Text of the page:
Federal authorities are investigating the deaths of at least six golden eagles at the Los Angeles Department of Water and Power's Pine Tree Wind Project in the Tehachapi Mountains, the U.S. Fish and Wildlife Service said Tuesday.
So far, no wind-energy company has been prosecuted by federal wildlife authorities in connection with the death of birds protected by the Migratory Bird Treaty Act and the Bald and Golden Eagle Protection Act. A prosecution in the Pine Tree case could cause some rethinking and redesigning of this booming alternative energy source. Facilities elsewhere also have been under scrutiny, according to a federal official familiar with the investigations.
"Wind farms have been killing birds for decades and law enforcement has done nothing about it, so this investigation is long overdue," said Shawn Smallwood, an expert on raptor ecology and wind farms. "It's going to ruffle wind industry feathers across the country."
Wildlife Service spokeswoman Lois Grunwald declined to comment on what she described as "an ongoing law enforcement investigation regarding Pine Tree."
Joe Ramallo, a DWP spokesman, said, "We are very concerned about golden eagle mortalities that have occurred at Pine Tree. We have been working cooperatively and collaboratively with the U.S. Fish and Wildlife Service and the California Department of Fish and Game to investigate these incidents.
"We have also actively and promptly self-reported raptor mortalities to both authorities," he said. "Moving forward, we will be ramping up further our extensive field monitoring and will work with the agencies to develop an eagle conservation plan as part of more proactive efforts to monitor avian activities in the Pine Tree area."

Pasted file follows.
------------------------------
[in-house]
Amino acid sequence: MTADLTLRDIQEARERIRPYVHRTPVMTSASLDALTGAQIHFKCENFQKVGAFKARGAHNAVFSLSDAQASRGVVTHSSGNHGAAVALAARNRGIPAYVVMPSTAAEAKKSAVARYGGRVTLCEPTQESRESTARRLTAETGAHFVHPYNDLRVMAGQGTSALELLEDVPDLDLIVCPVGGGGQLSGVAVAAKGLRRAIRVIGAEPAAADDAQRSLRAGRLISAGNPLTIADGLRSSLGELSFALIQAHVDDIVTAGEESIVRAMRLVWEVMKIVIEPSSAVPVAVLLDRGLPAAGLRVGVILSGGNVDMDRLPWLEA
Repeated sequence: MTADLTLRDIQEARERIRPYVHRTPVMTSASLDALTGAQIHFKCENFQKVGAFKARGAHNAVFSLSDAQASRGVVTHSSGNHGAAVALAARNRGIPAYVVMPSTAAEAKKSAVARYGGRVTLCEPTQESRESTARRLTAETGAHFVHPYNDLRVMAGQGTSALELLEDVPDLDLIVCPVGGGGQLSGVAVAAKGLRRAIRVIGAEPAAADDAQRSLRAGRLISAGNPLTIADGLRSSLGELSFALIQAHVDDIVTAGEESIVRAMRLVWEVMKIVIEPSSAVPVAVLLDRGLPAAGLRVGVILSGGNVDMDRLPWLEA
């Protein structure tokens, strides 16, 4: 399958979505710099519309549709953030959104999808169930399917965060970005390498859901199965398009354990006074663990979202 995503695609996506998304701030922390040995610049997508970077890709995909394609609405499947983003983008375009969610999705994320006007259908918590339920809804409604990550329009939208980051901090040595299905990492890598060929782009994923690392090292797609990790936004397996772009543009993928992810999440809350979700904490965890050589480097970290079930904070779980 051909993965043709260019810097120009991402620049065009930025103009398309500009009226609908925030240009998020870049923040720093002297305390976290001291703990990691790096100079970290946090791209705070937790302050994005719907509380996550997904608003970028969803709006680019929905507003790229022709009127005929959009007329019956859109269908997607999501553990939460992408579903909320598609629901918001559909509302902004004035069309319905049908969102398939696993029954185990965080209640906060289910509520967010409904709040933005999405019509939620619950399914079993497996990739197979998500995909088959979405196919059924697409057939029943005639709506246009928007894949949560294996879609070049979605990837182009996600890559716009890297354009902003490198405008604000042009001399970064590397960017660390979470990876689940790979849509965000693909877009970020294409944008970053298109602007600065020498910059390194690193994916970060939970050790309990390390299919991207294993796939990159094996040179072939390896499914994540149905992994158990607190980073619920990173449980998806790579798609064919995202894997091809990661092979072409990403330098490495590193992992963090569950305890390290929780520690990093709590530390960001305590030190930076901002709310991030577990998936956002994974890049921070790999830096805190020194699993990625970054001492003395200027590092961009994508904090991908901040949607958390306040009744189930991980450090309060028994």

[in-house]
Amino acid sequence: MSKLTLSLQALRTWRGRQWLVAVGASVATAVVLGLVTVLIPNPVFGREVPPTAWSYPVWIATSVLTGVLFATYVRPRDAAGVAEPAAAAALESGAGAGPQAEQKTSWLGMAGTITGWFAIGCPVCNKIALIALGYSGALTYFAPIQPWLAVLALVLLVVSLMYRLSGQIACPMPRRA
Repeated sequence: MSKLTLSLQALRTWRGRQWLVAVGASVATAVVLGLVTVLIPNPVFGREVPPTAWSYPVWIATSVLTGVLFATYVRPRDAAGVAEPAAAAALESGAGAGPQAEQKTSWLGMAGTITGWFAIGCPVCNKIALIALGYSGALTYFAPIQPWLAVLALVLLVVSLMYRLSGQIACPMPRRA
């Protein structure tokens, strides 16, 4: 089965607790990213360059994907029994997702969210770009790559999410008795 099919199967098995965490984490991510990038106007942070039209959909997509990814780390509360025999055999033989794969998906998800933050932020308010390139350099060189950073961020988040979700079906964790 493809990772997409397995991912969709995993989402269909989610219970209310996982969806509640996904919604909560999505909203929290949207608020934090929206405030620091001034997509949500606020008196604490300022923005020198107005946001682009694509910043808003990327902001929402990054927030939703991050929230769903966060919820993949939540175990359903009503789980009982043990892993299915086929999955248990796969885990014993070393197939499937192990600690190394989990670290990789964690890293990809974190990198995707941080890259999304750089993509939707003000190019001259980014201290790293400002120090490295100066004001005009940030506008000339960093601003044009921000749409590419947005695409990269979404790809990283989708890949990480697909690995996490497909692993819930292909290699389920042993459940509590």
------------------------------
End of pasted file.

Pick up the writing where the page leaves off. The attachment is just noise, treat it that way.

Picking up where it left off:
An internal DWP bird and bat mortality report for the year ending June 2010 indicated that compared to 45 other wind facilities nationwide, bird fatality rates were "relatively high" at Pine Tree, which has 90 towers generating 120 megawatts on 8,000 acres.
Golden eagles weigh about 14 pounds and stand up to 40 inches tall. Their flight behavior and size make it difficult for them to maneuver through forests of wind turbine blades spinning as fast as 200 mph — especially when they are distracted by the sight of prey such as squirrels and rabbits.
DWP officials acknowledged that at least six golden eagles have been struck dead by wind turbine blades at the two-year-old Kern County facility, about 100 miles north of Los Angeles, which was designed to contribute to the city's renewable energy goal of 35% by 2020.
Although the total deaths at Pine Tree pale in comparison with the 67 golden eagles that die each year in Northern California's Altamont Pass Wind Resource Area, the annual death rate per turbine is three times higher at the DWP facility. The Altamont Pass facility has 5,000 wind turbines — 55 times as many as Pine Tree.
Nationwide, about 440,000 birds are killed at wind farms each year, according to the Wildlife Service. The American Wind Energy Assn., an industry lobbying group, points out that far more birds are killed by collisions with radio towers, tall buildings, airplanes and vehicles, and encounters with household cats.
Attorney Allan Marks, who specializes in renewable energy projects, called the Pine Tree deaths "an isolated case. If their golden eagle mortality rate is above average, it means the industry as a whole is in compliance."
About 1,595 birds, mostly migratory songbirds and medium-sized species such as California quail and western meadowlark, die each year at Pine Tree, according to the bird mortality report prepared for the DWP last year by Ojai-based BioResource Consultants.
BioResource spokesman Peter Cantle suggested that those bird deaths may be unrelated to Pine Tree's wind turbines.
"It's hard to tease out those numbers," he said. "Basically, we walked around the site to find bird mortalities, which could have been attributable to a number of things including natural mortality and predators."
The death count worries environmentalists because the $425-million Pine Tree facility is in a region viewed as a burgeoning hot spot for wind energy production.
"We believe this problem must be dealt with immediately because Pine Tree is only one of several industrial energy developments proposed for that area over the next five to 10 years," said Los Angeles Audubon President Travis Longcore. "Combined, they have the potential to wipe this large, long-lived species out of the sky."